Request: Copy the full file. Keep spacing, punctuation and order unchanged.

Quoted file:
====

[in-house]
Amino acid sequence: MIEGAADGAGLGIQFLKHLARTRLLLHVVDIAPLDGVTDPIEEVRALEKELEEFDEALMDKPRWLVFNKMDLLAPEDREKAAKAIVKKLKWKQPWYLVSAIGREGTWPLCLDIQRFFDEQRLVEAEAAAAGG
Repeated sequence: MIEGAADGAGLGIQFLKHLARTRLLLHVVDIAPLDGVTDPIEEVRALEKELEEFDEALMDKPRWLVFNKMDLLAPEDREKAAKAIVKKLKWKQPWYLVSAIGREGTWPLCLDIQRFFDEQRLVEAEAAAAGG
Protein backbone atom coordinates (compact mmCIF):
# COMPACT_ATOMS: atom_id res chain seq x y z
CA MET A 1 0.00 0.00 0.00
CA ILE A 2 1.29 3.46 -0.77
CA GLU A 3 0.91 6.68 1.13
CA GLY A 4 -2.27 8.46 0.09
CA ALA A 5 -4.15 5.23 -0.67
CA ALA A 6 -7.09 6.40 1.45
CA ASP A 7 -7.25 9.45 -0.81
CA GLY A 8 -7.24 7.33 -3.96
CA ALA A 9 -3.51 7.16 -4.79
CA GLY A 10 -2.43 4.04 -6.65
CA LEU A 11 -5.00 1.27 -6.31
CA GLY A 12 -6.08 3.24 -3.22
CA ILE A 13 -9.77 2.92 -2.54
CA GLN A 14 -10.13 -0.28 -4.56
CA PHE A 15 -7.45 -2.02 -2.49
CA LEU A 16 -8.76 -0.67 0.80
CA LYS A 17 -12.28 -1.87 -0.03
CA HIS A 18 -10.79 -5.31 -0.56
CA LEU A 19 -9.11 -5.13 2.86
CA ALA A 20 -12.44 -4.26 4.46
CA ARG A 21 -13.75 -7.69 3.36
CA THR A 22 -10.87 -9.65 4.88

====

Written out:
[in-house]
Amino acid sequence: MIEGAADGAGLGIQFLKHLARTRLLLHVVDIAPLDGVTDPIEEVRALEKELEEFDEALMDKPRWLVFNKMDLLAPEDREKAAKAIVKKLKWKQPWYLVSAIGREGTWPLCLDIQRFFDEQRLVEAEAAAAGG
Repeated sequence: MIEGAADGAGLGIQFLKHLARTRLLLHVVDIAPLDGVTDPIEEVRALEKELEEFDEALMDKPRWLVFNKMDLLAPEDREKAAKAIVKKLKWKQPWYLVSAIGREGTWPLCLDIQRFFDEQRLVEAEAAAAGG
Protein backbone atom coordinates (compact mmCIF):
# COMPACT_ATOMS: atom_id res chain seq x y z
CA MET A 1 0.00 0.00 0.00
CA ILE A 2 1.29 3.46 -0.77
CA GLU A 3 0.91 6.68 1.13
CA GLY A 4 -2.27 8.46 0.09
CA ALA A 5 -4.15 5.23 -0.67
CA ALA A 6 -7.09 6.40 1.45
CA ASP A 7 -7.25 9.45 -0.81
CA GLY A 8 -7.24 7.33 -3.96
CA ALA A 9 -3.51 7.16 -4.79
CA GLY A 10 -2.43 4.04 -6.65
CA LEU A 11 -5.00 1.27 -6.31
CA GLY A 12 -6.08 3.24 -3.22
CA ILE A 13 -9.77 2.92 -2.54
CA GLN A 14 -10.13 -0.28 -4.56
CA PHE A 15 -7.45 -2.02 -2.49
CA LEU A 16 -8.76 -0.67 0.80
CA LYS A 17 -12.28 -1.87 -0.03
CA HIS A 18 -10.79 -5.31 -0.56
CA LEU A 19 -9.11 -5.13 2.86
CA ALA A 20 -12.44 -4.26 4.46
CA ARG A 21 -13.75 -7.69 3.36
CA THR A 22 -10.87 -9.65 4.88